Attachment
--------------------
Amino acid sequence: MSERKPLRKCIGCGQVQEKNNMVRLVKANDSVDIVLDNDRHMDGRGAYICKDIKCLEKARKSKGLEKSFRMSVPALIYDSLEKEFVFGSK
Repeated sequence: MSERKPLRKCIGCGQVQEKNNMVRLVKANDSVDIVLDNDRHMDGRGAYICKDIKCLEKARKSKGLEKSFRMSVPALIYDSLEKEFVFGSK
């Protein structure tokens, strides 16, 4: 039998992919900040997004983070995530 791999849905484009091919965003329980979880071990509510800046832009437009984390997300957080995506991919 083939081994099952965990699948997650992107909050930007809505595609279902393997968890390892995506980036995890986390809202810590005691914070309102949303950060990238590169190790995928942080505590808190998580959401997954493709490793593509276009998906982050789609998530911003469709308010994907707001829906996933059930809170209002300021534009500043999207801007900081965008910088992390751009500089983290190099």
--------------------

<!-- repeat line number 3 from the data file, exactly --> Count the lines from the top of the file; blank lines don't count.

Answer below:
């Protein structure tokens, strides 16, 4: 039998992919900040997004983070995530 791999849905484009091919965003329980979880071990509510800046832009437009984390997300957080995506991919 083939081994099952965990699948997650992107909050930007809505595609279902393997968890390892995506980036995890986390809202810590005691914070309102949303950060990238590169190790995928942080505590808190998580959401997954493709490793593509276009998906982050789609998530911003469709308010994907707001829906996933059930809170209002300021534009500043999207801007900081965008910088992390751009500089983290190099």